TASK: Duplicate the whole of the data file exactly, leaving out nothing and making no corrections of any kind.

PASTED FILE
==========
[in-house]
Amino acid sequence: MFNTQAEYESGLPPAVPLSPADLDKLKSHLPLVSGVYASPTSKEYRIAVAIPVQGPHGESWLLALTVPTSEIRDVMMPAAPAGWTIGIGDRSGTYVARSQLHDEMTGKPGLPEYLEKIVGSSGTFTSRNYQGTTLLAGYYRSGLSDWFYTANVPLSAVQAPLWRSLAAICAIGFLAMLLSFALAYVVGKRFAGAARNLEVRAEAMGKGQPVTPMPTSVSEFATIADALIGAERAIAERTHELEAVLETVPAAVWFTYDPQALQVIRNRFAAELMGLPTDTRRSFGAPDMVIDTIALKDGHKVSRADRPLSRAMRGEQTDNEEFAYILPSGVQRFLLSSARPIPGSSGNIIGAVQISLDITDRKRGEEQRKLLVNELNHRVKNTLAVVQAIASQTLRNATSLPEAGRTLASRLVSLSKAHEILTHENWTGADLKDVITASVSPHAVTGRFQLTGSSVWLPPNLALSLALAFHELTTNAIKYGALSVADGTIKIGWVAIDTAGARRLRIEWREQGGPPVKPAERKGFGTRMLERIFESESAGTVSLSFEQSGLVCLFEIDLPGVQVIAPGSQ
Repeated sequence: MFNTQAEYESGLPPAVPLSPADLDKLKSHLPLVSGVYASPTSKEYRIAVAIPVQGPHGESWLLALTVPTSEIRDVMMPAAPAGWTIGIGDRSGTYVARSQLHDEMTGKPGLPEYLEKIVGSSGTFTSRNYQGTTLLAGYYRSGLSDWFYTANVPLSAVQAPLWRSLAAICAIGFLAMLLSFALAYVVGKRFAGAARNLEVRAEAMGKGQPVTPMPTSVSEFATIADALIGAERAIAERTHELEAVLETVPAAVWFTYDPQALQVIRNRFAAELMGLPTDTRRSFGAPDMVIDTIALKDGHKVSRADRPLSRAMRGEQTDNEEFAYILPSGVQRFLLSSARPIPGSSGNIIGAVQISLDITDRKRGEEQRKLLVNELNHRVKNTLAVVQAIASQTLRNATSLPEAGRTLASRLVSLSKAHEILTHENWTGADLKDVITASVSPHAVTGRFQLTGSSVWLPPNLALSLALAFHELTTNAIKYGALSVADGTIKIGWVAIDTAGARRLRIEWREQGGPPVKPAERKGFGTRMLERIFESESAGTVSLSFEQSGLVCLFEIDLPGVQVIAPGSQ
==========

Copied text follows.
[in-house]
Amino acid sequence: MFNTQAEYESGLPPAVPLSPADLDKLKSHLPLVSGVYASPTSKEYRIAVAIPVQGPHGESWLLALTVPTSEIRDVMMPAAPAGWTIGIGDRSGTYVARSQLHDEMTGKPGLPEYLEKIVGSSGTFTSRNYQGTTLLAGYYRSGLSDWFYTANVPLSAVQAPLWRSLAAICAIGFLAMLLSFALAYVVGKRFAGAARNLEVRAEAMGKGQPVTPMPTSVSEFATIADALIGAERAIAERTHELEAVLETVPAAVWFTYDPQALQVIRNRFAAELMGLPTDTRRSFGAPDMVIDTIALKDGHKVSRADRPLSRAMRGEQTDNEEFAYILPSGVQRFLLSSARPIPGSSGNIIGAVQISLDITDRKRGEEQRKLLVNELNHRVKNTLAVVQAIASQTLRNATSLPEAGRTLASRLVSLSKAHEILTHENWTGADLKDVITASVSPHAVTGRFQLTGSSVWLPPNLALSLALAFHELTTNAIKYGALSVADGTIKIGWVAIDTAGARRLRIEWREQGGPPVKPAERKGFGTRMLERIFESESAGTVSLSFEQSGLVCLFEIDLPGVQVIAPGSQ
Repeated sequence: MFNTQAEYESGLPPAVPLSPADLDKLKSHLPLVSGVYASPTSKEYRIAVAIPVQGPHGESWLLALTVPTSEIRDVMMPAAPAGWTIGIGDRSGTYVARSQLHDEMTGKPGLPEYLEKIVGSSGTFTSRNYQGTTLLAGYYRSGLSDWFYTANVPLSAVQAPLWRSLAAICAIGFLAMLLSFALAYVVGKRFAGAARNLEVRAEAMGKGQPVTPMPTSVSEFATIADALIGAERAIAERTHELEAVLETVPAAVWFTYDPQALQVIRNRFAAELMGLPTDTRRSFGAPDMVIDTIALKDGHKVSRADRPLSRAMRGEQTDNEEFAYILPSGVQRFLLSSARPIPGSSGNIIGAVQISLDITDRKRGEEQRKLLVNELNHRVKNTLAVVQAIASQTLRNATSLPEAGRTLASRLVSLSKAHEILTHENWTGADLKDVITASVSPHAVTGRFQLTGSSVWLPPNLALSLALAFHELTTNAIKYGALSVADGTIKIGWVAIDTAGARRLRIEWREQGGPPVKPAERKGFGTRMLERIFESESAGTVSLSFEQSGLVCLFEIDLPGVQVIAPGSQ